WASHINGTON, D.C. - (Mealey's) If allowed
to stand, a 2011 Federal Circuit U.S. Court of Appeals ruling will threaten
farmers by prioritizing "patent rights over personal property rights,"
something "that's never been done in 150 years,"an attorney for one such farmer
told the U.S. Supreme Court yesterday (Vernon Hugh Bowman v. Monsanto Co. et al.,
No. 11-796, U.S. Sup.; See 10/15/12, Page 4).
Arguing on behalf of
petitioner Vernon Hugh Bowman, Mark P. Walters said that under the theory
endorsed by the Federal Circuit, "any farmer who grows a soy bean seed is
infringing" a patented pesticide-resistant seed owned by respondent Monsanto
Co. and that under such a standard, "there is really no limit" by the doctrine
of patent exhaustion.
Justice Sonia Sotomayor
appeared skeptical, however, noting "the exhaustion doctrine permits you to use
the good that you buy. . . . It never permits you to make another
item from the item you bought."
At issue in the dispute is
patent No. 5,352,605, which covers chimeric genes used to transform plant cells
using viral promoters. The invention specifically relates to the use of
viral nucleic acid from the cauliflower mosaic virus, a virus capable of
infecting plant cells, as a vector for incorporating new genetic material into
Monsanto's "Roundup Ready"
soybeans exhibit resistance to N-phosphonomethylglycine-based herbicides and
are covered by the '605 patent as well as reissue patent No. RE39,247E. The
company licenses producers to sell patented Roundup Ready seeds to growers
pursuant to a technology agreement that requires growers to not save any crop
seed for replanting. Accordingly, a grower's use is restricted because the
patented Roundup Ready genetic trait carries forward into each successive seed
Bowman purchased Roundup
Ready seeds from Monsanto's licensed seed producer Pioneer Hi-Bred.
Bowman, pursuant to the technology agreement, did not save seed from his first
crop during any of the seven years he used the Roundup Ready seed.However, in
1999, Bowman purchased commodity seed from a local grain elevator for a
late-season second crop. Bowman applied glyphosate-based herbicide to the
commodity seed fields to control weeds and to determine whether the plants
would exhibit glyphosate resistance. After confirming that many of the plants
were indeed resistant, Bowman saved the seed harvested from his second crop for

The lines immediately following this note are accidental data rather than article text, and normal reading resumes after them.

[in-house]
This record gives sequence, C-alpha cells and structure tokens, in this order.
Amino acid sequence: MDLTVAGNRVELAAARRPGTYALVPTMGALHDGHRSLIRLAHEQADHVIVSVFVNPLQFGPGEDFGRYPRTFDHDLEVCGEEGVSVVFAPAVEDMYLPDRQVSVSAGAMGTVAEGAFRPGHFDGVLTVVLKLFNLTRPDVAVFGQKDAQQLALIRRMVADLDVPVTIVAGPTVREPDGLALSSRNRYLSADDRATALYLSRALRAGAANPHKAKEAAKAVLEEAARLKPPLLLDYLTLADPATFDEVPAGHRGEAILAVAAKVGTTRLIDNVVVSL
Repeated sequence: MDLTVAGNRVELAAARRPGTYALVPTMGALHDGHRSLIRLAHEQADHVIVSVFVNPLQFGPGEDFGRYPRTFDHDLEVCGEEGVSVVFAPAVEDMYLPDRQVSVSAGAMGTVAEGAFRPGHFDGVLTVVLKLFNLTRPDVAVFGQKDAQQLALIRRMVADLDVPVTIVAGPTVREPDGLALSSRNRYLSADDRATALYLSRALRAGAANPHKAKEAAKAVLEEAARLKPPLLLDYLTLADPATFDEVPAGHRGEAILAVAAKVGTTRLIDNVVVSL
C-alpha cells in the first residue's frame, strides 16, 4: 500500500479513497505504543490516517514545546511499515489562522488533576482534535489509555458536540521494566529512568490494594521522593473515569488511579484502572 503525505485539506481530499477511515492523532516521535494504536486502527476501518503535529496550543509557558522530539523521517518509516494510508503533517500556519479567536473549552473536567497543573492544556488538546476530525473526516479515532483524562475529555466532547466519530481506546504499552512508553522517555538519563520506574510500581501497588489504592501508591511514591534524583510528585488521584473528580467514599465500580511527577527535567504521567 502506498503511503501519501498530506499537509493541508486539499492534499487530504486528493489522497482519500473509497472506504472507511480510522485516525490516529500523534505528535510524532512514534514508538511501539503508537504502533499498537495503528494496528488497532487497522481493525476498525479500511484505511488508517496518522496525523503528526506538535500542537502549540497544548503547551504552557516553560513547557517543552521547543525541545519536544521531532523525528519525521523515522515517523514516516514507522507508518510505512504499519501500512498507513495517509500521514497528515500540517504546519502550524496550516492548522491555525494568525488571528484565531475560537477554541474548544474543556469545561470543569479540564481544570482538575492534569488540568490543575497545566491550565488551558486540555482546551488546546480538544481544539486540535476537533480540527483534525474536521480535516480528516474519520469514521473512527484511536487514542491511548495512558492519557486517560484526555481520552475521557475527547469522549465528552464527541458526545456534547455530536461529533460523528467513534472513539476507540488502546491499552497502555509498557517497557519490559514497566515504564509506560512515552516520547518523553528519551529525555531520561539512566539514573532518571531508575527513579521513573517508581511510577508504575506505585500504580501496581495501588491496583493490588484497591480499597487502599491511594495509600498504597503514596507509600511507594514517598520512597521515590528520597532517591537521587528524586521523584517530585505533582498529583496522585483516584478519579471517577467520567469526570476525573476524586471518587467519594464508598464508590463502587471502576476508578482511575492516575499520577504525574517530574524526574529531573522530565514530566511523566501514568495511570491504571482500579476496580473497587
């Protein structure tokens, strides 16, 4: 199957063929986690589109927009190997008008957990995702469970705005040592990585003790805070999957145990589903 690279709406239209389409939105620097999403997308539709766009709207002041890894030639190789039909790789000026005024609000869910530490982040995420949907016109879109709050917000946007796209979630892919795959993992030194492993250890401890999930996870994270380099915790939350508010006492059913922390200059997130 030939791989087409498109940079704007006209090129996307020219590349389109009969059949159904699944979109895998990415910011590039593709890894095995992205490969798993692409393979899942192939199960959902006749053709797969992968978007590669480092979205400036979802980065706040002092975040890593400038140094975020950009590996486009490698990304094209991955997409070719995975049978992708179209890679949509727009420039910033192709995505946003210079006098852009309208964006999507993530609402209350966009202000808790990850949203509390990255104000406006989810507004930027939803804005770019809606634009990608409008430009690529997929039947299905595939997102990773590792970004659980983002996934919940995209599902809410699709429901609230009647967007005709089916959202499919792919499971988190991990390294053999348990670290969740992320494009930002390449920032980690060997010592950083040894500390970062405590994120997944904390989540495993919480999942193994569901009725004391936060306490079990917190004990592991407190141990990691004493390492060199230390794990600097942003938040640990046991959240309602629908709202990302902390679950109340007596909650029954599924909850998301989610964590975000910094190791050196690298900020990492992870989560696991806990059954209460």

replanting additional second crops in later years.
After performing a field investigation,
Monsanto and Monsanto Technology LLC (collectively, Monsanto) sued Bowman in
2007 in the U.S. District Court for the Southern District of Indiana, alleging
patent infringement on the basis that Bowman's second crop of soybean seeds
contained Roundup Ready technology. Monsanto moved for summary judgment; in
response, Bowman argued that Monsanto's patent rights to the seeds he purchased
from the grain elevator and their progeny were exhausted.
In 2009, the U.S. District
Court for the Southern District of Indiana granted [enhanced version available to lexis.com subscribers] Monsanto's motion, entering
judgment in the respondent's favor in the amount of $84,456.20. In September
2011, the Federal Circuit U.S. Court of Appeals upheld the ruling [enhanced version available to lexis.com subscribers], rejecting
Bowman's patent exhaustion defense. The appellate panel further found that by
planting commodity seeds and harvesting their progeny, Bowman "created a newly
Bowman filed a petition for
writ of certiorari with the U.S. Supreme Court, seeking review of the
Federal Circuit's patent exhaustion ruling, on grounds that "this issue affects
every farmer in the country and the method of planting that farmers such as Mr.
Bowman have used for generations." In October 2012, the Supreme Court granted
the petition. Bowman's brief on the merits presents the following question:
"Whether the Federal Circuit erred by (1) refusing to find patent exhaustion in
patented seeds even after an authorized sale and by (2) creating an exception
to the doctrine for self-replicating technologies."
Walters said today that when
a farmer grows progeny seed, "they insure the risk that they're not going to
have a crop in the first place."
"If they drive to the grain
dealer to sell their harvest - they get one paycheck a year, by the way - if
they get into a wreck, that's not Monsanto's problem; that's the farmer's